February – April 2022
Bring the kids and get a little up-close-and-personal time as you explore the Silver State.
BY MEGG MUELLER
Spring break. The phrase conjures many thoughts, but for parents it’s one simple question— where should we take the kids? The weather can be mercurial, much like the kids’ moods, but staying home is just not an option. Across the Silver State, spring break can be celebrated indoors and out, with adventures both near and far. Here are just a few.
Elko is basecamp for the Ruby Mountains and Lamoille Canyon. Lamoille Canyon offers one of the state’s most scenic drives into a host of mountain trails, alpine lakes, secluded valleys, and campsites. In late spring and into summer, the towering peaks are adorned with a sprawling blanket of wildflowers, making it a supremely scenic family destination.
PARKS & OUTDOORS
Ruby Crest Trailhead – Families can embark on a short hike (2.8 miles roundtrip) to Dollar Lakes, or depending on your gusto, the Island Lake Trail—1.9 miles one way—is another enjoyable option. Bring binoculars to spot mountain goats dwelling on the cliffs above. Fish along the banks of Lamoille Creek or any of the beaver ponds in the canyon; permits can be bought at Elko’s C-A-L Ranch store or Elko Fly Shop.
Thomas Canyon Campground – This is a popular base for exploring the rest of the Rubies, plus there are many places to hike and fish. The campground has more than 40 campsites with fire rings, grills, water, and simple restrooms. Lamoille Creek runs through the campground, and the Thomas Canyon trail (4.4 miles one way) is a good hike for adventurous families.
The Ruby Crest National Recreation Trail – If your family is into serious backpacking, consider the Ruby Crest Trail, which extends 43 miles along the rim of the Rubies. Most hikers start at Harrison Pass, hiking from north to south and finishing at the Lamoille Canyon Scenic Drive turnaround.
Hastings Cutoff, the Pony Express Trail, and Ruby Valley – If you’re a family of history geeks, grab a good area map and retrace some of the steps the pioneers took on their way out west.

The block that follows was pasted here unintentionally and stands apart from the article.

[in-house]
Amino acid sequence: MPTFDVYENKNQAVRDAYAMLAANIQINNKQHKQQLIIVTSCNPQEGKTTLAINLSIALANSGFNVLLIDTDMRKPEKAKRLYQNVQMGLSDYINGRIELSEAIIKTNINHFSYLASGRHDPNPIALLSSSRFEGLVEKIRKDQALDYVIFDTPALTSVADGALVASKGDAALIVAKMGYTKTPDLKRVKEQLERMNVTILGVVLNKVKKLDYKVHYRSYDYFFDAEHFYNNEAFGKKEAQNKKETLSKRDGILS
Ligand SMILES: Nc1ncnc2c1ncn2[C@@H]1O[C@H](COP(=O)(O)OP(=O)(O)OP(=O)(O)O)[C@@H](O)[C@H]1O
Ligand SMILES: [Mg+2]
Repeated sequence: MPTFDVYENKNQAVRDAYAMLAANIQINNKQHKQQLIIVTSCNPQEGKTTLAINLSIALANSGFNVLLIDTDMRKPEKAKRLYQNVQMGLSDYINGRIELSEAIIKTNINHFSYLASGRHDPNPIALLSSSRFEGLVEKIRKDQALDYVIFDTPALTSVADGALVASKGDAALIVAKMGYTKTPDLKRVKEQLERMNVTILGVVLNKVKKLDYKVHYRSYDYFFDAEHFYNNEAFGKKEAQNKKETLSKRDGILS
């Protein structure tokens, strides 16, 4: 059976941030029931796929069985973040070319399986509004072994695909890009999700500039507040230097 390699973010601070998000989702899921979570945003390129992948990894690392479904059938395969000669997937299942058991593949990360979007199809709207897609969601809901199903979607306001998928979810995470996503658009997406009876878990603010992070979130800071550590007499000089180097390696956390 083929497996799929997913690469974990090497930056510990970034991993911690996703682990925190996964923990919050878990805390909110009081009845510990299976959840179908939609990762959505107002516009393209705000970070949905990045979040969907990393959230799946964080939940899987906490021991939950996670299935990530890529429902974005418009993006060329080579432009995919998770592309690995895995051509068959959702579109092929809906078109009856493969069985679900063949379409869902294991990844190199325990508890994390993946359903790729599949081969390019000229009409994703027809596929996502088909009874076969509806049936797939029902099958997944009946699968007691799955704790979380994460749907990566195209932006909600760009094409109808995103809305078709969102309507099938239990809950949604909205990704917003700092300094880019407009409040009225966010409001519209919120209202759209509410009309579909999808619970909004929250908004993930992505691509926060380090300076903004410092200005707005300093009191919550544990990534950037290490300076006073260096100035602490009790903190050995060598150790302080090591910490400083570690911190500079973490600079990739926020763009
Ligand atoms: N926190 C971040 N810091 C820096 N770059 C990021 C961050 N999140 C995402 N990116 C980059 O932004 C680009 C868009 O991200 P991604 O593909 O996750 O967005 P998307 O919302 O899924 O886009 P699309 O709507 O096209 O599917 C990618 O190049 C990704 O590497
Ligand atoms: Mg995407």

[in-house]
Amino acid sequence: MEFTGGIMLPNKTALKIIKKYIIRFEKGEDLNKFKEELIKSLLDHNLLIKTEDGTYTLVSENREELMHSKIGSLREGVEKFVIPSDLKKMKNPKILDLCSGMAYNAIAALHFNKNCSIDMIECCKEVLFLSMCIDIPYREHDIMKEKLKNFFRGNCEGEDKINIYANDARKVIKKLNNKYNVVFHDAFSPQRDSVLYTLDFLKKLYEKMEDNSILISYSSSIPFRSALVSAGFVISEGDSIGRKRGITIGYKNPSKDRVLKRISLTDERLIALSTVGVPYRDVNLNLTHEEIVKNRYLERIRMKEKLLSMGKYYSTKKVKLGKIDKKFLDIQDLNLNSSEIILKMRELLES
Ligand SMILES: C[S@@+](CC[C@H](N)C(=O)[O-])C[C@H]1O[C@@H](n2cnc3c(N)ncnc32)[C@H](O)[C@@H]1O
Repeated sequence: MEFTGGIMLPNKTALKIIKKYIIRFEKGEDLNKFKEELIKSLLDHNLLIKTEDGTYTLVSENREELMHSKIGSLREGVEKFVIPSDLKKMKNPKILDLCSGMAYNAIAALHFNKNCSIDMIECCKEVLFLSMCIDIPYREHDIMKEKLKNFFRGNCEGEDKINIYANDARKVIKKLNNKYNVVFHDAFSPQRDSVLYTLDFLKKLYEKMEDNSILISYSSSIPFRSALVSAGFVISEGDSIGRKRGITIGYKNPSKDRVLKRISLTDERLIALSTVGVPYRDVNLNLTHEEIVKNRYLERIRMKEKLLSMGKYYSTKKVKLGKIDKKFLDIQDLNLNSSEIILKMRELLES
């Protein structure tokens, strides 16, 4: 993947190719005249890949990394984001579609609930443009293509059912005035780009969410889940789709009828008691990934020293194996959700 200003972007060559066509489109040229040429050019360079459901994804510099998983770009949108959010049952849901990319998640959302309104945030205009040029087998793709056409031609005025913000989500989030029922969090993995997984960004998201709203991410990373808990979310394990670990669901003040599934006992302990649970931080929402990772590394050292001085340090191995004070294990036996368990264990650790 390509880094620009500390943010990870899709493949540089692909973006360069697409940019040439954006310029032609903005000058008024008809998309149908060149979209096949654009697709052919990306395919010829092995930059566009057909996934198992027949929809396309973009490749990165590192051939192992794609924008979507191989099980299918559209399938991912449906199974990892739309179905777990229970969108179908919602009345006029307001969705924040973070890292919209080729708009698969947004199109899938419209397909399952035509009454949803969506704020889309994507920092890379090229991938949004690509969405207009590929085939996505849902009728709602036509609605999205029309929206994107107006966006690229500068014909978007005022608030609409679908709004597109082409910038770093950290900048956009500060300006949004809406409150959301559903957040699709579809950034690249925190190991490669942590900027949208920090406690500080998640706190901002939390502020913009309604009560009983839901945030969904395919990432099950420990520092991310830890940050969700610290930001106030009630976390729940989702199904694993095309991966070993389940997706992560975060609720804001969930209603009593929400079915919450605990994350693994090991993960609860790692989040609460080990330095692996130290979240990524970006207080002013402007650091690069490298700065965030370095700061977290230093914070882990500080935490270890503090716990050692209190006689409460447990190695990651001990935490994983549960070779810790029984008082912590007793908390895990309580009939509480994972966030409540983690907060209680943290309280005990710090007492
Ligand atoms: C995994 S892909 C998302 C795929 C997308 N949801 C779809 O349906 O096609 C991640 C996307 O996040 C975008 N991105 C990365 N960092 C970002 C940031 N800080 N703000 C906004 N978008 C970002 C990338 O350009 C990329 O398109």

Northeastern Nevada Museum – Along with collections of Western art and stories of the area’s history, an impressive exhibit of wild animals is perfect for the kids.
The Western Folklife Center – Changing exhibits focus on the people who define the authentic American West. This stop is a must for cowboys and cowgirls.
California Trail Interpretive Center – The history of the brave pioneers who traveled the trail is told through hands-on experiences including exhibits, walking trails, and recreated encampments.
Breakfast – Start your day at the Coffee Mug, where kids get a menu full of puzzles, coloring, and tiny-people-approved dishes. McAdoo’s is another delicious option for breakfast and lunch.
Lunch – For a meal with a side of history, try B.J. Bull Bakery for some Cornish pasties area miners used to eat. It’s a simple but delicious meal served in a casual atmosphere, which means mom and dad can relax.
Dinner – If a taste of the local Basque culture is on the menu, hit The Star or Toki Ona. La Fiesta is your choice for Mexican, and tasty burgers are at Hunter Rays.
Elko has no shortage of inns, motels, and hotels (many have outdoor pools—if the weather cooperates). For a bit of retro fun, check out Stockmans Casino and Ramada Hotel. The Iron Horse RV Resort has a swimming pool and cottages, too.
While it may be true that just 10 percent of annual visitors to Las Vegas are under 21, that small percentage still equals more than 4 million visitors. So that’s 4 million kids who need to be entertained, exercised, fed, and watered. While there are a seemingly infinite number of diversions, it’s easy to get lost inside the excitement of The Strip. Once you’ve had your fill of the neon thrill, step outside and see what else there is to discover.
PARKS & OUTDOORS
Centennial Hills Park – Spanning 120 acres, this park has a bright, colorful play area with oversized flowers and plenty of things to climb on.
Sunset Park – Water features, interpretive trails, wildlife habitats, a lake for fishing, and bike rentals make Sunset Park a must-visit for families.
Las Vegas Springs Preserve – Welcome to 180 acres of natural wonder in the heart of the city. Botanical gardens, trails, historical structures, wetlands, and wildlife exhibits await your family.
Nevada State Museum Las Vegas – Located on the Springs Preserve campus, this makes for a perfect two-fer day. Learn about area history dating back millions of years, plus the rise of Las Vegas as a tourist mecca, Hoover Dam, the atomic age, and more.